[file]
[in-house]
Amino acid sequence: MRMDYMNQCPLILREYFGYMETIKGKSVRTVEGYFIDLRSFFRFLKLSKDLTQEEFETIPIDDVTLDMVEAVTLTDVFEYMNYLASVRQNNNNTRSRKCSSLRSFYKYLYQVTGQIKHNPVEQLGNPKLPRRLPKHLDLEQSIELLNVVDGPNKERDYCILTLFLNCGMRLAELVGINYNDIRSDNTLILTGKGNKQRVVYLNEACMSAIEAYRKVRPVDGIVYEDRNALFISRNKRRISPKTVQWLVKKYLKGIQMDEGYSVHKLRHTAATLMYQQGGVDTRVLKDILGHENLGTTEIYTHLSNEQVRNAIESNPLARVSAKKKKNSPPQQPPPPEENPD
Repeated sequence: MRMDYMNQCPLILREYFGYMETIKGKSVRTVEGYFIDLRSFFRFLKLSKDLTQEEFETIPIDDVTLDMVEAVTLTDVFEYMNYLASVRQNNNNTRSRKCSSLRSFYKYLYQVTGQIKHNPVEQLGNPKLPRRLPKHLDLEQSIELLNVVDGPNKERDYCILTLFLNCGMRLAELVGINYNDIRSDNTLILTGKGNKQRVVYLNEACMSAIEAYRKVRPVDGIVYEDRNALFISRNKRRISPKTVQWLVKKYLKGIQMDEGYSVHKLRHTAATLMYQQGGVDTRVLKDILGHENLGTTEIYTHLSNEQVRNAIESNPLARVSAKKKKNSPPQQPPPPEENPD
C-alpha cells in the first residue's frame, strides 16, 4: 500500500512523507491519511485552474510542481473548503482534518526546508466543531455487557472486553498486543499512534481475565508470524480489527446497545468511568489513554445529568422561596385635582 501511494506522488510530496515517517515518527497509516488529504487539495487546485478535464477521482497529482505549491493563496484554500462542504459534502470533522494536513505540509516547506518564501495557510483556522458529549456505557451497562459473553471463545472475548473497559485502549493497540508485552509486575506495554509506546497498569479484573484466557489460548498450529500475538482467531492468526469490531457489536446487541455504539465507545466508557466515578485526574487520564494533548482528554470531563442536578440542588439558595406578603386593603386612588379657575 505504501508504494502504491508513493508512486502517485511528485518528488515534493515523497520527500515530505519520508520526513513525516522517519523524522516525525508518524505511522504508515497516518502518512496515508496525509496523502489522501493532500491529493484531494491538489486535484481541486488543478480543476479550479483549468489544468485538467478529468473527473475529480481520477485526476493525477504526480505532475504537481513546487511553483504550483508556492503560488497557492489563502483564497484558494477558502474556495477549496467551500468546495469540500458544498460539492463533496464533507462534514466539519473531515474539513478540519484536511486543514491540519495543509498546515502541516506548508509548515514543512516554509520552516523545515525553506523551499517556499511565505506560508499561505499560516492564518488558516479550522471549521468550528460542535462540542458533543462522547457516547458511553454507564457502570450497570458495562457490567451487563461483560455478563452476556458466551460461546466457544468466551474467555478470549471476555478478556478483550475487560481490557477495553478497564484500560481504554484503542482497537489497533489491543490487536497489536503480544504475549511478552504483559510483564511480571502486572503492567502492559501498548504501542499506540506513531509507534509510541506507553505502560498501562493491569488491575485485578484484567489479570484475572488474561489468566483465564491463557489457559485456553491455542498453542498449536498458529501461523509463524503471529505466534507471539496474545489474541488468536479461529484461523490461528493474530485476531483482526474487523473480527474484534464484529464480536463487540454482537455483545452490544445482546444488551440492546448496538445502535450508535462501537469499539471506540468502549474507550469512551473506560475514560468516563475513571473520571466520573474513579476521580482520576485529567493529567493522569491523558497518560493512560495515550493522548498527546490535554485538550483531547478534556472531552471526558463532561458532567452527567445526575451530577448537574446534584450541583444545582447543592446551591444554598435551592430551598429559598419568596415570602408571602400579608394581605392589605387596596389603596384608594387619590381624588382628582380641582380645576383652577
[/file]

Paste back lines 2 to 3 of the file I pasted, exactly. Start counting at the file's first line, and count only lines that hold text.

Amino acid sequence: MRMDYMNQCPLILREYFGYMETIKGKSVRTVEGYFIDLRSFFRFLKLSKDLTQEEFETIPIDDVTLDMVEAVTLTDVFEYMNYLASVRQNNNNTRSRKCSSLRSFYKYLYQVTGQIKHNPVEQLGNPKLPRRLPKHLDLEQSIELLNVVDGPNKERDYCILTLFLNCGMRLAELVGINYNDIRSDNTLILTGKGNKQRVVYLNEACMSAIEAYRKVRPVDGIVYEDRNALFISRNKRRISPKTVQWLVKKYLKGIQMDEGYSVHKLRHTAATLMYQQGGVDTRVLKDILGHENLGTTEIYTHLSNEQVRNAIESNPLARVSAKKKKNSPPQQPPPPEENPD
Repeated sequence: MRMDYMNQCPLILREYFGYMETIKGKSVRTVEGYFIDLRSFFRFLKLSKDLTQEEFETIPIDDVTLDMVEAVTLTDVFEYMNYLASVRQNNNNTRSRKCSSLRSFYKYLYQVTGQIKHNPVEQLGNPKLPRRLPKHLDLEQSIELLNVVDGPNKERDYCILTLFLNCGMRLAELVGINYNDIRSDNTLILTGKGNKQRVVYLNEACMSAIEAYRKVRPVDGIVYEDRNALFISRNKRRISPKTVQWLVKKYLKGIQMDEGYSVHKLRHTAATLMYQQGGVDTRVLKDILGHENLGTTEIYTHLSNEQVRNAIESNPLARVSAKKKKNSPPQQPPPPEENPD